Monday, November 2, 2020

Beth Follett : Thoughts on Pedlar



What knowledge and expertise have I gained at Pedlar Press over twenty-five years that might be important to pass on to young, current and would-be literary publishers? Are there bits and pieces that apply universally across class, race, gender, ability? Yes, I believe there are. First and foremost, to quote Rainer Rilke: “Be with those who know secret things, or else alone.” Literary publishers know things that aren’t generally discussed when publishing is discussed in the media. Literary publishing is not a smaller version of commercial or large-house publishing. Our markets are absolutely different. Be with other literary publishers. Join The Literary Press Group of Canada. Belong to a group, even though you’re going it alone.
Even within a group, group mind will sometimes emerge that will not embolden bright and innovative ideas, so one must have the courage to go on alone, be true to oneself. When Pedlar proposed to fellow LPG publishers that we collectively boycott Indigo Books in order to be heard, our needs being so different from those at large houses, no one would come along, afraid that authors would have negative feelings about such a move, would feel betrayed. I went on, canvassed Pedlar authors, who mostly replied, Do it!
I had the very good fortune to spend an evening in 1996 talking with American poet Adrienne Rich about my vision for Pedlar Press. She said one thing I shall never forget:
“Don’t fall in love with the boys’ machinery.“ And what would I say is the boys’ machinery? Media space given over to awards talk and Best Of lists instead of reviews. Five-hundred-word reviews instead of complex critical analyses. The politics behind dumbing down. Technology’s reliance on algorithms which dictate taste, habits, purchases, ads, etc. Dictate lives. Ignorance about how readers of literature read or live in the world, and resultant misdirected and wasteful promotional campaigns.
Online activities change the way the world receives us. Pedlar has encouraged local gatherings in the sensuous rather than the virtual world. Here
’s Zadie Smith on books you hold in the hand: “A book does not watch us reading it; it cannot morph itself, page by page, to suit our tastes, or deliver to us only depictions of people we already know and among whom we feel comfortable. It cannot note our reactions and then skew its stories to confirm our worldview or reinforce our prejudices. A book does not know when we pick it up and put it down; it cannot nudge us into the belief that we must look at it first thing upon waking and last thing at night, and though it may prove addictive, it will never know exactly how or why.”
I would say it
’s necessary to struggle against the intense pressure to become a larger and more digitized enterprise than is suitable. I do not believe the size of the literary market in Canada has grown that much since 1996. Larger lists, larger print runs, ebook production: none of these match current literary market demands. What has grown, what is being demanded, is diversity of voice. Pedlar has been a home for marginalized excellence. Marginalized by whom? By those who believe that poetry and avant-garde fiction are irrelevant, and that a small market suggests there is little need for it. In that belief you can hear ignorance coupled with narrowly construed power. You can see how whole systems — machineries — can flow out of that belief.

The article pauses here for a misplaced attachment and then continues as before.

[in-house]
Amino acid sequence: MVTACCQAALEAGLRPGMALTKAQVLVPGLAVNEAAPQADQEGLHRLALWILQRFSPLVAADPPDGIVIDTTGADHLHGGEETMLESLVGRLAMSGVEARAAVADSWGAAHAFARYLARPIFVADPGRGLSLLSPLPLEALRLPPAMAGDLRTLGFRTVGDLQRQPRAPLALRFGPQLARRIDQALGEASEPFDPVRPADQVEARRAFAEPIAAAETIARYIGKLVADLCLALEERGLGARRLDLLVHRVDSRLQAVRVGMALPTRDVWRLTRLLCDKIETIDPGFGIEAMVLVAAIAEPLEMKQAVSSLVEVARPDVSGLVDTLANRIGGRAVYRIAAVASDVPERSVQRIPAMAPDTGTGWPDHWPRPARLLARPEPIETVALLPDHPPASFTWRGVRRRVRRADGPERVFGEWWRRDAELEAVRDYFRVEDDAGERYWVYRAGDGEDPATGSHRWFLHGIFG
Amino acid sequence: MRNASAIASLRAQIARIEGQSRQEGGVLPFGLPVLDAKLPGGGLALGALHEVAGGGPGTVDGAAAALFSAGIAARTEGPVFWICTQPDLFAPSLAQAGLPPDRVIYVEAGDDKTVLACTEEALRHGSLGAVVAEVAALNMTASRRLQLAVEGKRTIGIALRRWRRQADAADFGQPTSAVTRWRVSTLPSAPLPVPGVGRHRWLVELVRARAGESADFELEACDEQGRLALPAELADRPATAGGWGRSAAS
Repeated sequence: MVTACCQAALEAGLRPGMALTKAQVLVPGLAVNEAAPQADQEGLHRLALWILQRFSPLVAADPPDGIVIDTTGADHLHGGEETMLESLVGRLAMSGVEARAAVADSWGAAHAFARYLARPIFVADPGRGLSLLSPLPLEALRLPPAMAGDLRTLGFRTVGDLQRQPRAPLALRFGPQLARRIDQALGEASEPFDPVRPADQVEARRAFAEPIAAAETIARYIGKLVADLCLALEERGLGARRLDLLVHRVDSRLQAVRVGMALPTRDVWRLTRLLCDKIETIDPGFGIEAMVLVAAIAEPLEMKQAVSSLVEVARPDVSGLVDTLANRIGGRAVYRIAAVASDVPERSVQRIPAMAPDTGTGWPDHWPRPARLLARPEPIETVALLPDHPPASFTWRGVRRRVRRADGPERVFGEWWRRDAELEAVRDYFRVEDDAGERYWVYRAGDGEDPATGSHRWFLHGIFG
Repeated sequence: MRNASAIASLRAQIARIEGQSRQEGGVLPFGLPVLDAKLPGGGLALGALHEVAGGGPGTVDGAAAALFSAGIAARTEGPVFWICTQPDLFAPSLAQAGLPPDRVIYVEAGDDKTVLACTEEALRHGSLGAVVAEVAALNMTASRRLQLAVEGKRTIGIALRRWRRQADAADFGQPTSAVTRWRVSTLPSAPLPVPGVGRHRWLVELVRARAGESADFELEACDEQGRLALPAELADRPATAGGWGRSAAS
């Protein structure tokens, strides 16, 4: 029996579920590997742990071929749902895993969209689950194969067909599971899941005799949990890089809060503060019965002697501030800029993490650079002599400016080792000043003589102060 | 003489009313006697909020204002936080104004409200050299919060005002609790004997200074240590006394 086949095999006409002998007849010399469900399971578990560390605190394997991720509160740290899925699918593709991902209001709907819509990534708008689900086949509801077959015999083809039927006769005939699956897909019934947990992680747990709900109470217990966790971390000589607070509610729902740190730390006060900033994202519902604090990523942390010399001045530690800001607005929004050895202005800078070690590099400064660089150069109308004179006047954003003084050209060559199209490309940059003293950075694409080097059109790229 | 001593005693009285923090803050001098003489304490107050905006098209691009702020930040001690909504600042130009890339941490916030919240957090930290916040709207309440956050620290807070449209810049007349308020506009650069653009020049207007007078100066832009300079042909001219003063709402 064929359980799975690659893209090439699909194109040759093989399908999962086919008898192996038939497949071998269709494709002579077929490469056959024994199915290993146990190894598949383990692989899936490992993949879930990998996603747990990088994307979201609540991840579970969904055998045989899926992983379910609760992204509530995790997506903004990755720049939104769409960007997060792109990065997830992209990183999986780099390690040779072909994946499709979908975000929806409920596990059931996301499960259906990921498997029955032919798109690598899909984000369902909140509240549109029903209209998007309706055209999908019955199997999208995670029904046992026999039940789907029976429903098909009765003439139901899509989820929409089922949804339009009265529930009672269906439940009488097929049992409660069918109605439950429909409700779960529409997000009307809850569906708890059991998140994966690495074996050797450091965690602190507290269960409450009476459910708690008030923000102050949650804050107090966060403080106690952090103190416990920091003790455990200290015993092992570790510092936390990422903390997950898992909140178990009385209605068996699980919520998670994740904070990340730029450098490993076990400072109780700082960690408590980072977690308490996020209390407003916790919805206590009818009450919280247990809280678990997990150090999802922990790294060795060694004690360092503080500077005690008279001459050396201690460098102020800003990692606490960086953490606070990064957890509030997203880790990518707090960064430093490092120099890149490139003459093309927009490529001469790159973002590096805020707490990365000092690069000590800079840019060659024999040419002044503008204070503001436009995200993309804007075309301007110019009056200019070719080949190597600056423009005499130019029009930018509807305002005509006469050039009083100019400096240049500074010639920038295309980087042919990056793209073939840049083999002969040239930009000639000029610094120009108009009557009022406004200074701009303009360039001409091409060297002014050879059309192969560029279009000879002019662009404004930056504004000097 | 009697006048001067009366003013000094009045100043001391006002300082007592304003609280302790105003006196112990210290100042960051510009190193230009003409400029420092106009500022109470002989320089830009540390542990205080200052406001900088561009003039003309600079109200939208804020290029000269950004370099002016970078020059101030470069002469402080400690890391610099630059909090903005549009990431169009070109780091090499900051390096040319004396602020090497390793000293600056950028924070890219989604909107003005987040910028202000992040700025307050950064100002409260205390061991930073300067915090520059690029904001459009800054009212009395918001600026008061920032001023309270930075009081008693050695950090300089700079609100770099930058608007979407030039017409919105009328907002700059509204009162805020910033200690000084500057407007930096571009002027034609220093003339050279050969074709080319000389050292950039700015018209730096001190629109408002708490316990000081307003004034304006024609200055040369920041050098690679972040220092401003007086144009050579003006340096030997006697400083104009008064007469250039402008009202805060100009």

A literary publisher is often incomprehensible to arts councils, governments in general, media, even some customers. You must
everlastingly speak up, decline to capitulate to reductive versions of what you do. When someone benefits from an activity made invisible by their own complacency, that is the capitalist project. Because, in truth, literature makes living in this world possible for everyone. Literary publishers know that literature — work made in air — is essential.
There can
be no complacency. Literary publishing is a calling, an obsession, a service committed to culture. It isn’t a career with a nice salary and two kids in the yard and a yearly vacation. Okay, rob mclennan has two kids in the yard, but ask him. Ask Alana Wilcox. Ask Gap Riot. Carl Jung said laziness was the greatest malaise of the 20th century. If you love excellence, you will not seek ways to legitimize laziness.
Back to Rilke:
“it is clear that we must trust what is difficult; everything alive trusts in it, everything in Nature grows and defends itself any way it can and is spontaneously itself, tries to be itself at all costs and against all opposition. We know little, but that we must trust in what is difficult is a certainty that will never abandon us; it is good to be solitary, for solitude is difficult; that something is difficult must be one more reason for us to do it.”





Beth Follett is the founder, publisher, and general manager of the Canadian literary publishing house, Pedlar Press. Her first novel, Tell It Slant (Coach House Books 2001), was followed by YesNo (Fieldnotes, 2011), an essay in chapbook form, and two poetry chapbooks, Bone Hinged (paperplates, 2010) and A Thinking Woman Sleeps With Monsters (Apt. 9, 2014). Her second novel, Instructor, will be released by Breakwater Books in February 2021. Follett lives in St. John’s, NL.

most popular posts